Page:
(Bathyscaph: t. 46 (long); 1. 67'; b. 15'; dr. 12'5"; cpl. 2)
Trieste 11 was designed by the Naval Electronic Laboratory, San Diego, Calif., as a successor to Trieste —the Navy's pioneer bathyscaph. Built at the Mare Island Naval Shipyard, Trieste 11 incorporated the Terni, Italian-built sphere used in Trieste with an entirely new bathyscaph float-one more seaworthy and streamlined. Completed in early 1964, Trieste 11 was placed on board USNS Francis X. MoGraw (T-AK241) and shipped, via the Panama Canal, to Boston.
Commanded by Lt Comdr. John B Mooney, Jr, Trieste 11 conducted dives in the vicinity of the loss site of Thresher-operations commenced by the first Trieste the year before. She recovered bits of wreckage, positively fixing the remains as that of the lost Thresher, in September 1964.
Subsequently shipped back to San Diego, Trieste 11 underwent a series of modifications until April 1965, when she was launched on 19 April to undertake the first of many dives as test and training vehicle for the Navy's new deep submergence program. After a series of dives off San Diego, Trieste II underwent further mod)fications at Mare Island to improve the craft's undersea navigation, control, and small object recovery.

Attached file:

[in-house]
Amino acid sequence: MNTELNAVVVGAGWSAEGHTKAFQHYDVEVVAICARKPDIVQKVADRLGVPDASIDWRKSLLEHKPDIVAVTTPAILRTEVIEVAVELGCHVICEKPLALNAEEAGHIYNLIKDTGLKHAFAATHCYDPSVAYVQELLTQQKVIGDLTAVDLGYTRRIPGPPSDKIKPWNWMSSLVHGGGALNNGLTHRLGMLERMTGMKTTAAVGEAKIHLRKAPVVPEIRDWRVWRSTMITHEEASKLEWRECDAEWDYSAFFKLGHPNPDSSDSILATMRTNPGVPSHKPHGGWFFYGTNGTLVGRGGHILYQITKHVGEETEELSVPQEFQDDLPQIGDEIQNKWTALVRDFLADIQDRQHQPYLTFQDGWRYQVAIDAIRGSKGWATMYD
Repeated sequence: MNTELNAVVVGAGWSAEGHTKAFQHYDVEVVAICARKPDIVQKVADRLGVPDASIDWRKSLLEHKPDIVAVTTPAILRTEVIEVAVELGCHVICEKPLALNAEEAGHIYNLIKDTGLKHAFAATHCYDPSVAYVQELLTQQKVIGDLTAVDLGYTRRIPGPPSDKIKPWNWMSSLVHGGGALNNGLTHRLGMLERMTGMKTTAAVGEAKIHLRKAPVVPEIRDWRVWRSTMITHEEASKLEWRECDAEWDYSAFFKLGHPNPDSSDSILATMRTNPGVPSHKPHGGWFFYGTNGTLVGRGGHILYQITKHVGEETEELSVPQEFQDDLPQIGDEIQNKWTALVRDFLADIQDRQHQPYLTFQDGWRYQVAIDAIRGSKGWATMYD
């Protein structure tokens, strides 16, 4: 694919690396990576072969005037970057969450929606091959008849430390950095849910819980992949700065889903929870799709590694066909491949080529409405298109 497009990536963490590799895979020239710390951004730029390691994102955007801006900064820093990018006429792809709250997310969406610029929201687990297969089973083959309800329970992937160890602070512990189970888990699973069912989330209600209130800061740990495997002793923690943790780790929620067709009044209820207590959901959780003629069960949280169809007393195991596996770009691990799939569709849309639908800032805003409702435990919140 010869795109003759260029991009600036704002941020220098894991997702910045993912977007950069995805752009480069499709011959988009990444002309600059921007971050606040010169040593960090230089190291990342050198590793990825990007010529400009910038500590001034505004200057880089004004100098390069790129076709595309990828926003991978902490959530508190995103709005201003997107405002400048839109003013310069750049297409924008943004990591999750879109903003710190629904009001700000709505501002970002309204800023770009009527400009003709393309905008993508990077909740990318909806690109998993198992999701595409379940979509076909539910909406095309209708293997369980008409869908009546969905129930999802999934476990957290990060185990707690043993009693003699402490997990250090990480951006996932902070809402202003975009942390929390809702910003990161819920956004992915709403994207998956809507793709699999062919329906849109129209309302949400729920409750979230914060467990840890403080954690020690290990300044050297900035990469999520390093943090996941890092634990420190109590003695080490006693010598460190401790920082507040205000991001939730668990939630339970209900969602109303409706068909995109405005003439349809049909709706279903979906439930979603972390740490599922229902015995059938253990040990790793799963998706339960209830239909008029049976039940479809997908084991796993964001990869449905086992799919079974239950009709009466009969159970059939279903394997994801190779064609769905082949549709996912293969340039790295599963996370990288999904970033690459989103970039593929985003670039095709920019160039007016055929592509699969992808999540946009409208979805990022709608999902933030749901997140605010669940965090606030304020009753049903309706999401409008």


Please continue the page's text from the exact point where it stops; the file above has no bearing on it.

As the bathyscaph continued her operations as test vehicle for the deep submergence program, she qualified four officers as "hydronauts"—the beginning of a burgeoning oceanographic operation. Trieste lI's valuable experience in deep submergence operations has helped in the design and construction of other deepdiving submersibles which could be used in rescuing crews and recovering objects from submarines in distress below levels reachable by conventional methods.
This unique craft was listed only as "equipment" in the Navy inventory until the autumn of 1969. On 1 September 1969, Trieste 11 was placed in service, with the hull number X-1. Reclassified as a deep submergence vehicle (DSV) on 1 June 1971, Trieste 11 (DSV-1) continued her active service in the Pacific Fleet into 1980.